Mobile maintenance course helped to find job in Za’atri

Yazen Abu- Hosaani, 18, is working in a mobile phone shop in a refugee camp.

He works nine hours per day and gets paid 2-5 euros. The young man studies English and dreams about becoming a teacher.

Yazen Abu- Hosaani is a happy 18-year-old, because he has found his first job and now earns money. He has worked for more than a month in a small mobile phone and accessories shop in Za’atri refugee camp in northern Jordan.
” I did not know the owner of the shop beforehand. “I came here and asked for a job”, says Abu- Hosaani.
He thinks he was able to get this job because he has a certificate from the FCA mobile phone maintenance course.

War interrupted high-school studies

Finn Church Aid (FCA) and the Amman Academy trained 28 young Syrians towards the end of last year on how to fix mobile phones and update the software they run.
The youth asked if a mobile phone repair course could be organised, as they thought the skills might help them to earn a living.
Mobile phones are an important device for communicating in Za’atri. Most of the refugees have at least one mobile phone.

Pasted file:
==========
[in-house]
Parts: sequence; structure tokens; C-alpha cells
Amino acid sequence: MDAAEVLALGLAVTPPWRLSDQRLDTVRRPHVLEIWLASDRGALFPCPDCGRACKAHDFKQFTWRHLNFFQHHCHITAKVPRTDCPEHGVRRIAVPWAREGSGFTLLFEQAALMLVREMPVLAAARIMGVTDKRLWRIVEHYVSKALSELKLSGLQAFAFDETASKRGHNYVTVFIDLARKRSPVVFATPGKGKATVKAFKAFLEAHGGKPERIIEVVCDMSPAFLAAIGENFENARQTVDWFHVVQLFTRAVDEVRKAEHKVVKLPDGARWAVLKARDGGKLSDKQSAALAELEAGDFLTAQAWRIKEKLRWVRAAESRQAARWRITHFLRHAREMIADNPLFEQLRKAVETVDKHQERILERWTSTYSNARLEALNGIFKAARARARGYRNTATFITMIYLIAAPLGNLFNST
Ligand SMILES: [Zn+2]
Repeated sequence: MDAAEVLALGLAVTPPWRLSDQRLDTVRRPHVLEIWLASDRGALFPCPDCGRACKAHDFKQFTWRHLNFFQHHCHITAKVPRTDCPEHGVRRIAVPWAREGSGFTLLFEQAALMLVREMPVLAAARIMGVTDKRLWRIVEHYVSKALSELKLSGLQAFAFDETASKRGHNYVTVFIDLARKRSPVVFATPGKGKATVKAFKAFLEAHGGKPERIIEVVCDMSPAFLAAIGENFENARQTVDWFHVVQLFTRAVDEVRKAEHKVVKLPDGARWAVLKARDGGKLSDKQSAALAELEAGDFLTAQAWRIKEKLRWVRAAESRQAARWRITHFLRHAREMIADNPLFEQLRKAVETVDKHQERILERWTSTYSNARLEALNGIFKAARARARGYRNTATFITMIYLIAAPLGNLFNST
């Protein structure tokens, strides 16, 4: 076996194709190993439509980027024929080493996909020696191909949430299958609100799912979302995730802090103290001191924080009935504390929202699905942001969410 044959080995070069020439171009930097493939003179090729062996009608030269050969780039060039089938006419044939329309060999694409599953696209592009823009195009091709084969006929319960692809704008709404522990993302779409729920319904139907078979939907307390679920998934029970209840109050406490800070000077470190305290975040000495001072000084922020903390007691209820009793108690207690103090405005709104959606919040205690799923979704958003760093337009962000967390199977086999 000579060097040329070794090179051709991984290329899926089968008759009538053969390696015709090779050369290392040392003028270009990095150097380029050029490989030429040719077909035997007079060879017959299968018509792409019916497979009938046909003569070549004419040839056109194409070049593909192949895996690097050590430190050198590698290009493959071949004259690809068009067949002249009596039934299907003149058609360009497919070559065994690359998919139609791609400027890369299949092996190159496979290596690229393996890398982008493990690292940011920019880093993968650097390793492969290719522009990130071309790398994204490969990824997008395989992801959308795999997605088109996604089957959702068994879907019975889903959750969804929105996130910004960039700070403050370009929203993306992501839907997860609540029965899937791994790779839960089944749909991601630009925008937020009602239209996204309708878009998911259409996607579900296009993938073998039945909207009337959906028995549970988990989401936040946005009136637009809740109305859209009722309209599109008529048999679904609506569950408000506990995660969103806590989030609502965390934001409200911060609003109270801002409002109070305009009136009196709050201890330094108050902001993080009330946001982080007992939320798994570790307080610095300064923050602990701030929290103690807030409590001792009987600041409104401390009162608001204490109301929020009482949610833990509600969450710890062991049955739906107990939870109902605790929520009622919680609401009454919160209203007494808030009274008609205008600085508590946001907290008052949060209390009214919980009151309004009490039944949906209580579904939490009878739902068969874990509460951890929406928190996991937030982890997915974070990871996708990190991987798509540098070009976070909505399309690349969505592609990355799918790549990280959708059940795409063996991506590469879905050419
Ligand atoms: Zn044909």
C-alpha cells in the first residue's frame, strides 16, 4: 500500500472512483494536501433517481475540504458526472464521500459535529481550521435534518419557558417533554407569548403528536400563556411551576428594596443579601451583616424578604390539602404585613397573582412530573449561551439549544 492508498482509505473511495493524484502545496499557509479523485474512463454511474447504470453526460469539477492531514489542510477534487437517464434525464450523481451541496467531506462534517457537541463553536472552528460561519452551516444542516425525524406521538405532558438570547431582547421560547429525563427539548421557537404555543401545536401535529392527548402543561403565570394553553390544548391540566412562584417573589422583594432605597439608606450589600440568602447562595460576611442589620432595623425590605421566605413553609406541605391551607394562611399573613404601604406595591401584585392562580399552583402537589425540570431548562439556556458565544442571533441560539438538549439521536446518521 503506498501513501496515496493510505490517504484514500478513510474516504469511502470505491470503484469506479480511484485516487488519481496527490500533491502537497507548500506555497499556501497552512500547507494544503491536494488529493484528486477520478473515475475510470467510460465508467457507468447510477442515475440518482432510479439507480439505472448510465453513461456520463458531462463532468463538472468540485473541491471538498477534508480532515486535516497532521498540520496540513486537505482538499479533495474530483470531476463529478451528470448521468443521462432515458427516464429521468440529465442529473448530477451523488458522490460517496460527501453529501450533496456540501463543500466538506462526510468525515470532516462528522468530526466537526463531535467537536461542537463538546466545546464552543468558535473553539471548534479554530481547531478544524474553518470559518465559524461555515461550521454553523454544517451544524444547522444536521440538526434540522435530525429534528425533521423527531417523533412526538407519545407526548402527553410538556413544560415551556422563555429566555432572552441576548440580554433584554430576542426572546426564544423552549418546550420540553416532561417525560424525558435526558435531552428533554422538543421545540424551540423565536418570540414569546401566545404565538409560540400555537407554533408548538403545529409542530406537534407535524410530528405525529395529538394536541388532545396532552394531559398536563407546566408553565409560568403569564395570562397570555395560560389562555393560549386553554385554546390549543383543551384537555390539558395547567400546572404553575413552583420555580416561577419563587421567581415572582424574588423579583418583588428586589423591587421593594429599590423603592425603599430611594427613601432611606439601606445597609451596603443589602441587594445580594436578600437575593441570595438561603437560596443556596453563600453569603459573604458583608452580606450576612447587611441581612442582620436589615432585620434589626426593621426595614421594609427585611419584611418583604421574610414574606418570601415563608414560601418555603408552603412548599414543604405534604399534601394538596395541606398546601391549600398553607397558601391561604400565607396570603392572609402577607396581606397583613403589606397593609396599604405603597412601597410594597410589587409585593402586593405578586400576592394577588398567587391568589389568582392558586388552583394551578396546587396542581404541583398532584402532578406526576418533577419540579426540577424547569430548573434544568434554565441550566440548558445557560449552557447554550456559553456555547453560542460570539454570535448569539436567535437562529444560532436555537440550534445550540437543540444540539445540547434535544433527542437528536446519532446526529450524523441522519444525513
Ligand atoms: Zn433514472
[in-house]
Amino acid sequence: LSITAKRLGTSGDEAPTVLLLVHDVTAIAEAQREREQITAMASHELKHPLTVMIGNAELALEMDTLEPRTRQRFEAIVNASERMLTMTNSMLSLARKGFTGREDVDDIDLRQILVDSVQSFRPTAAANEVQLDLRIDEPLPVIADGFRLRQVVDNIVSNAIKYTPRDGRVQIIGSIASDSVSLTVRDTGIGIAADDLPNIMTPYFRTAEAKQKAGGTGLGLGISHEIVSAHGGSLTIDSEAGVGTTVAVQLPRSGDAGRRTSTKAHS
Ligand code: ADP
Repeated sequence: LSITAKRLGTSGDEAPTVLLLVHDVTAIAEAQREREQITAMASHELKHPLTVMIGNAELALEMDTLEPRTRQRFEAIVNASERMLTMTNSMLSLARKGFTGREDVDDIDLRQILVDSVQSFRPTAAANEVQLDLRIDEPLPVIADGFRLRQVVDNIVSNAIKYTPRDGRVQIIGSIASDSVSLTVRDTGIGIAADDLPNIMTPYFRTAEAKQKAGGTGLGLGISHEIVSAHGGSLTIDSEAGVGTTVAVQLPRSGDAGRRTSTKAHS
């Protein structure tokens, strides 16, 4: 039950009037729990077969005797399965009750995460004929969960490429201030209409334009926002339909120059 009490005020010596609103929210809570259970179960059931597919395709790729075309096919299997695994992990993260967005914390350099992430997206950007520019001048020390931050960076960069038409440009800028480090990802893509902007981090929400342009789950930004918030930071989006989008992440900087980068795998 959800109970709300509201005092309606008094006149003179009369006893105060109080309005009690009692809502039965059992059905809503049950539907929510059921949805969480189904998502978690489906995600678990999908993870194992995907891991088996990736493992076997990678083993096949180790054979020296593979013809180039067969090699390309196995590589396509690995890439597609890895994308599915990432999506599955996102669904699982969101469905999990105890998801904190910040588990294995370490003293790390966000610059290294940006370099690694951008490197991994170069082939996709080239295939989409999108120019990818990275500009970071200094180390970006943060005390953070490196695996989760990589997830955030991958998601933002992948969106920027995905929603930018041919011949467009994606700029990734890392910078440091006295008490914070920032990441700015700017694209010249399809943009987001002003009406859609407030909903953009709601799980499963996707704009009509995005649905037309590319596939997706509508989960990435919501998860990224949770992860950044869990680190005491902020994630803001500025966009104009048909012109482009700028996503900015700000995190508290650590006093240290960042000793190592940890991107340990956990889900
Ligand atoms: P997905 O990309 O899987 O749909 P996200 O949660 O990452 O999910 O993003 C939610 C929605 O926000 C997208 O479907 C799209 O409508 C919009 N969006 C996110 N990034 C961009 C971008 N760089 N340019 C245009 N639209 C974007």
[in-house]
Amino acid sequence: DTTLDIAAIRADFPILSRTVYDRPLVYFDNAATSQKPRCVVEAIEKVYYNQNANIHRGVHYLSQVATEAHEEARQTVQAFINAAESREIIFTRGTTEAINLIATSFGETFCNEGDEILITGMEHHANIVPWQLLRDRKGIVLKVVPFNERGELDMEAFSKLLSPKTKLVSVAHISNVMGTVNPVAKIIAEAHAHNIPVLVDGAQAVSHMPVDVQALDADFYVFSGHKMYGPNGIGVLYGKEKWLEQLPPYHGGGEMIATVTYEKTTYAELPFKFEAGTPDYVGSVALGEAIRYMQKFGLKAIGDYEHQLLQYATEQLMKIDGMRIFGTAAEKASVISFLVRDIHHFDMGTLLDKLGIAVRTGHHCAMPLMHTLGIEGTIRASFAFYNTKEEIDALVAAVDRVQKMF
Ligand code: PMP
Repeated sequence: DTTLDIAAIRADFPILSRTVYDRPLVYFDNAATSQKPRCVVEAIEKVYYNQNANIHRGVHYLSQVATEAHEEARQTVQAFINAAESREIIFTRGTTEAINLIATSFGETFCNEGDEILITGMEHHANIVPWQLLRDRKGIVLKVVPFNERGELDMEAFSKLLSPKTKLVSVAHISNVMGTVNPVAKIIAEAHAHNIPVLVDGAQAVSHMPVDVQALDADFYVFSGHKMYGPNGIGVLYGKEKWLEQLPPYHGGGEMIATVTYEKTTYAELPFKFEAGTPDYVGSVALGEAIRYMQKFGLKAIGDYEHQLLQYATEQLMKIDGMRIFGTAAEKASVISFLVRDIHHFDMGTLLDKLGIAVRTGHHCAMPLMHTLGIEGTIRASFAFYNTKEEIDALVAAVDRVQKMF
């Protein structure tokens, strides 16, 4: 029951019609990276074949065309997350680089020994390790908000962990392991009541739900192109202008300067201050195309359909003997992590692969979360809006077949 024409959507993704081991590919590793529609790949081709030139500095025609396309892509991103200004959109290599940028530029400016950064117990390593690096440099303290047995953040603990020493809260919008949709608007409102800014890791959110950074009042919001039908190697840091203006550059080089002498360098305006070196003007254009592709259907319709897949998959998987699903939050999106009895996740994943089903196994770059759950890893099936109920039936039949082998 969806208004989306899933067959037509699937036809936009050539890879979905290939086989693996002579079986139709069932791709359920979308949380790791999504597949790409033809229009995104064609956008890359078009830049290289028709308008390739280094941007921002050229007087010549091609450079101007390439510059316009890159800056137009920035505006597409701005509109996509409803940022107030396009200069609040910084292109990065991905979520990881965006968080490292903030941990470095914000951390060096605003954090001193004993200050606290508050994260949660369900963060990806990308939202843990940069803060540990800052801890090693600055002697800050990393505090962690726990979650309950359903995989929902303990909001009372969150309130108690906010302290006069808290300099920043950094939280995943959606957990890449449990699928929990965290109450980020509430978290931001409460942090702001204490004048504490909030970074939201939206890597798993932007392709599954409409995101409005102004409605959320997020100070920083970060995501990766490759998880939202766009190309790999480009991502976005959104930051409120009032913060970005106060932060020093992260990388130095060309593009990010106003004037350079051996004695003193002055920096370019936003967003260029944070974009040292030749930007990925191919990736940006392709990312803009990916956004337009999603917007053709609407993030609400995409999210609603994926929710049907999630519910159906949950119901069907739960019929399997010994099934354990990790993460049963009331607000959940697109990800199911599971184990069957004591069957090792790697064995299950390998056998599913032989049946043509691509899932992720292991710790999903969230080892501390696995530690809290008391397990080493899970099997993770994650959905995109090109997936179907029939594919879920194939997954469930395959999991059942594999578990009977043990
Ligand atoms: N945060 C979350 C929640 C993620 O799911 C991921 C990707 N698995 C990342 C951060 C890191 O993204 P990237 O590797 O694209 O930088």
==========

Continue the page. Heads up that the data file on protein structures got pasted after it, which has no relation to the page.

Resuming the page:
Yazen Abu-Hosaani has been living with her parents and three siblings in the Za’atri camp for a year. In Syria he was going to high school.
Za’atri refugee camp is home to around 90 000 Syrian refugees. FCA targets young people aged 15 to 24 in Za’atri, because many other organisations organise activities for younger children. FCA organises skills training and physical exercise for the youth.

Making money when customer requires services

Yazen Abu- Hosaani works every day for nine hours in a small shop set up in a small caravan. He earns money only when a customer wants to buy services requiring his uncle’s computer. That is, when a customer wants to download e-mails, new programmes, games, music or to update their software. His customers are other young people. Abu- Hosaani earns 2-5 euros per day
Although his earnings may sound very little from a Finnish perspective , the pay is not entirely meaningless in a refugee camp.

“I do not fix faulty phones. I do not have the equipment”, says Abu- Hosaani.
He is delighted when he is told FCA is considering purchasing some mobile phone maintenance equipment.
FCA plans to buy a few a mobile phone maintenance kits to enable the youth, who did the course, to utilise their skills and earn some money.

A repair kit cost about 500 euros and the young people cannot afford to buy them.
If Abu- Hosaani had 1 500 euros of extra money, he would purchase mobile phone maintenance tools and a small caravan, where he would set up a repair shop.
But for now he goes to the mobile phone shop every morning and leaves work at seven in the evening. In the afternoon he has a break for an hour. That is when he goes to English course.
” My dream is to become a teacher”, he says.

Text and foto: Terhi Kinnunen